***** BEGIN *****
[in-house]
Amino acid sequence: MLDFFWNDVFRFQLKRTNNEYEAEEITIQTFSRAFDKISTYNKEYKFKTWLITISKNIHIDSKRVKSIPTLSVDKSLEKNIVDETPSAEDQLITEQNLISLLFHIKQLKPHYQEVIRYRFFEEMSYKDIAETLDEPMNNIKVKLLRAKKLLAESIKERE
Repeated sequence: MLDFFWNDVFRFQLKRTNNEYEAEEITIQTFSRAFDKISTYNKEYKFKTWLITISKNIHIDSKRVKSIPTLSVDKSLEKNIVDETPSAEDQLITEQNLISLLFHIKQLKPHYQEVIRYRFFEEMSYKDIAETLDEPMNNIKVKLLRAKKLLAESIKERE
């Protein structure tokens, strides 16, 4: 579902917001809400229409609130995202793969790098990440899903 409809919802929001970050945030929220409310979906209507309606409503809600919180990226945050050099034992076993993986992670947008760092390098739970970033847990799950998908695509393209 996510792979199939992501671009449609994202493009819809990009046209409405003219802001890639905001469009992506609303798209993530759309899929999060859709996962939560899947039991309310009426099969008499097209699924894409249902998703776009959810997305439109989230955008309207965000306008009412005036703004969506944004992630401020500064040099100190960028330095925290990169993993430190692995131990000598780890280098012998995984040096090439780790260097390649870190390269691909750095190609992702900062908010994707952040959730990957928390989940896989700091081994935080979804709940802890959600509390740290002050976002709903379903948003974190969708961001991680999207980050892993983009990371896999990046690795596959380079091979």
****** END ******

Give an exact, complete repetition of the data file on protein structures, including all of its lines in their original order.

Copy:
[in-house]
Amino acid sequence: MLDFFWNDVFRFQLKRTNNEYEAEEITIQTFSRAFDKISTYNKEYKFKTWLITISKNIHIDSKRVKSIPTLSVDKSLEKNIVDETPSAEDQLITEQNLISLLFHIKQLKPHYQEVIRYRFFEEMSYKDIAETLDEPMNNIKVKLLRAKKLLAESIKERE
Repeated sequence: MLDFFWNDVFRFQLKRTNNEYEAEEITIQTFSRAFDKISTYNKEYKFKTWLITISKNIHIDSKRVKSIPTLSVDKSLEKNIVDETPSAEDQLITEQNLISLLFHIKQLKPHYQEVIRYRFFEEMSYKDIAETLDEPMNNIKVKLLRAKKLLAESIKERE
């Protein structure tokens, strides 16, 4: 579902917001809400229409609130995202793969790098990440899903 409809919802929001970050945030929220409310979906209507309606409503809600919180990226945050050099034992076993993986992670947008760092390098739970970033847990799950998908695509393209 996510792979199939992501671009449609994202493009819809990009046209409405003219802001890639905001469009992506609303798209993530759309899929999060859709996962939560899947039991309310009426099969008499097209699924894409249902998703776009959810997305439109989230955008309207965000306008009412005036703004969506944004992630401020500064040099100190960028330095925290990169993993430190692995131990000598780890280098012998995984040096090439780790260097390649870190390269691909750095190609992702900062908010994707952040959730990957928390989940896989700091081994935080979804709940802890959600509390740290002050976002709903379903948003974190969708961001991680999207980050892993983009990371896999990046690795596959380079091979």